Galanthus nivalis 'Magnet'



Common name/s ?

Snowdrop 'Magnet'

Skill rating




Type of plant ?

Bulbous perennial.

Hardiness zone ?

RHS zone


EGF zone


USDA zone


Eventual size

To 25cm height and 10cm spread.

Growth rate ?

Moderate, will reach full size in 2 to 5 years.

Shape it grows into

Upright, multi-stemmed flowers from clumps of foliage.

Season/s of interest

Late winter to early spring.

Where to grow it

Happiest in part shade.
Prefers well drained to moist soil.

Prefers humus rich soil which does not dry out in the summer. Happy in any soil type and location.

Galanthus 'Magnet'


The foliage is narrow, blue/green. White, nodding flowers appear on distinctively long, arching pedicels from late winter. The inner petals have a green v shaped mark on their tips.

What to use it for

Excellent to provide some cheerful colour in the depths of winter. Use in borders/beds, rock gardens or for underplanting roses, shrubs and trees. Can be naturalised in lawns.

How to look after it

When buying snowdrops it’s best to get them ‘in the green‘ – with the leaves still in growth – as this will help them establish more quickly. Dry bulbs can take a season or more to settle in before they will start flowering.

Divide clumps every few years to keep them growing vigorously.

How to prune it

No pruning required.

How to propagate it

Lift and divide clumps in spring after flowering but while the leaves are still growing (called ‘in the green’).

Chipping can be done in early summer and twin-scaling throughout summer, with the new bulbs being grown on in a humus-rich nursery bed in light shade and kept above -2°C, or grown on in deep seed trays or pots in a frost free place. The new plants should flower after three years’ growth.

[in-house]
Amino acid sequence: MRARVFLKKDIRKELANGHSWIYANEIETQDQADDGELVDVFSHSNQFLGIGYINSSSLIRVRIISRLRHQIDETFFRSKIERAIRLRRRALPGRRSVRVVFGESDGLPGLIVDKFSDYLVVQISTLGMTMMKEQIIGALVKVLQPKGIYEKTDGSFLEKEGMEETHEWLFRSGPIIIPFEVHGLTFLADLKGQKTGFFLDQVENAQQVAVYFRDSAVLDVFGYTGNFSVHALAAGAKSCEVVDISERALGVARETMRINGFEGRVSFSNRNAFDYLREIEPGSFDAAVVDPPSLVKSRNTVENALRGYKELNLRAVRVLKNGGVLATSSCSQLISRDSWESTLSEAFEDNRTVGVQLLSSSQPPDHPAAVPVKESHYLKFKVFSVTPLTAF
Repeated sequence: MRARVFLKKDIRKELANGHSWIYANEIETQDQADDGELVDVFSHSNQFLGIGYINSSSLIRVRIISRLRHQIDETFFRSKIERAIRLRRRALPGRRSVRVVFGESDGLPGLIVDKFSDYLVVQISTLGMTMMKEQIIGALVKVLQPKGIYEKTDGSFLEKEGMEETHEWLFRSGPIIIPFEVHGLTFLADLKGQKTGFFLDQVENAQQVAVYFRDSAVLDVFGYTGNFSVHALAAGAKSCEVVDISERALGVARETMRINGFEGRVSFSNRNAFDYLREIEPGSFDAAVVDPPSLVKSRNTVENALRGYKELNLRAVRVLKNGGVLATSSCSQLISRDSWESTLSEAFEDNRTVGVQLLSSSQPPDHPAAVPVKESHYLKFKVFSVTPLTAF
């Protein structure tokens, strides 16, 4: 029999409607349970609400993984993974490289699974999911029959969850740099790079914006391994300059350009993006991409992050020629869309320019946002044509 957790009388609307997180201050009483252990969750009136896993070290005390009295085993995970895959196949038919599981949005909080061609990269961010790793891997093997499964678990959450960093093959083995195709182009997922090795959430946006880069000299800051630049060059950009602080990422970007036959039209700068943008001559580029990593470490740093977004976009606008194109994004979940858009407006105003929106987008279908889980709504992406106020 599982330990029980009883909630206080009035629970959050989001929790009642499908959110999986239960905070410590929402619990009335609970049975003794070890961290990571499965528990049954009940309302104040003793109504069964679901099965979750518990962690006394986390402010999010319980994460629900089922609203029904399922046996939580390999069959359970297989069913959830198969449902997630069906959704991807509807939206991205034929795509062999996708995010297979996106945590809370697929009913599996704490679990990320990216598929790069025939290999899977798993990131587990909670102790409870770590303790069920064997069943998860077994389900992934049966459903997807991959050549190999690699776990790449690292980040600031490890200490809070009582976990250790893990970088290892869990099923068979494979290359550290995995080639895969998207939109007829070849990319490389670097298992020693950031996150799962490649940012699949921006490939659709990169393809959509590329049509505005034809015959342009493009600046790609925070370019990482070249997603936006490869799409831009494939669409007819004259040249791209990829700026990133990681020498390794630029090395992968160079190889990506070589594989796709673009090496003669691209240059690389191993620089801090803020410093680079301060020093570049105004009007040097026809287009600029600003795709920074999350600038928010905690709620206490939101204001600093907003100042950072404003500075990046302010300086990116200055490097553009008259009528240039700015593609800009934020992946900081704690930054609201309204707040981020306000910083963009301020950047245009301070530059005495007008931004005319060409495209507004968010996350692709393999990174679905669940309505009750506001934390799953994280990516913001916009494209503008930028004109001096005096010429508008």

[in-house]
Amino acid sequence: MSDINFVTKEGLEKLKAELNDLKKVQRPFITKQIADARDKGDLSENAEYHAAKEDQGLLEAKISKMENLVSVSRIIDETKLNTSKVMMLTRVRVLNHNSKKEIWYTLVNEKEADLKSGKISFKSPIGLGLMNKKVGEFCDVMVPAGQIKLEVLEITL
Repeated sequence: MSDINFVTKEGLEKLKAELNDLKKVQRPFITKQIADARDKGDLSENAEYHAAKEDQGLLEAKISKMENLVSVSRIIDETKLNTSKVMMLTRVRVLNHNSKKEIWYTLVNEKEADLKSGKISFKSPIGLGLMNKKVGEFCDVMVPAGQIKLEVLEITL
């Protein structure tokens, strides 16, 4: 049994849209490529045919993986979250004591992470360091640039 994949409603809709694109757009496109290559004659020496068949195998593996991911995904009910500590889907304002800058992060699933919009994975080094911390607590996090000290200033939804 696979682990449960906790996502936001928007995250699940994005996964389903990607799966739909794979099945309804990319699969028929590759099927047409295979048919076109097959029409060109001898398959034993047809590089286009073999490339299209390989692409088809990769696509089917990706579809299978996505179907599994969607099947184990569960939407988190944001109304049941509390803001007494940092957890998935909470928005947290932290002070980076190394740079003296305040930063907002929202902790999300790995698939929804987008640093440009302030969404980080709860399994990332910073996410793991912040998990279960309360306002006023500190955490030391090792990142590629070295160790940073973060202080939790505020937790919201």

Snowdrops can also be grown from seed (except double-flowered ones), although cultivars may not come true from seed. Seeds may only be produced in milder weather in which the pollinating bees thrive. Collect the seeds as the capsules split open in summer and sow them immediately to avoid dormancy.

Common problems

Can be prone to attacks by the narcissus bulb fly and slugs. Birds can also damage the flowers by pecking at them. Grey mould, galanthus grey mould blight and gladiolus dry rot may also be a problem.

Other useful information

The name Galanthus is derived from the Greek words for milk and flower.

Fans of snowdrops are called galanthophiles.

This snowdrop has achieved the RHS Award of Garden Merit. The cultivar was first recorded by Edwardian snowdrop expert James Allen in the late 1880s. It isn’t clear where the name ‘Magnet’ comes from, but it may refer to the way the flower hangs from the long pedicel, reminiscent of childhood games where metal ‘fishes’ are picked up on miniature fishing rods with magnets attached to the ends.

Contact with this plant can irritate the skin and a mild stomach upset may be caused if any parts are eaten.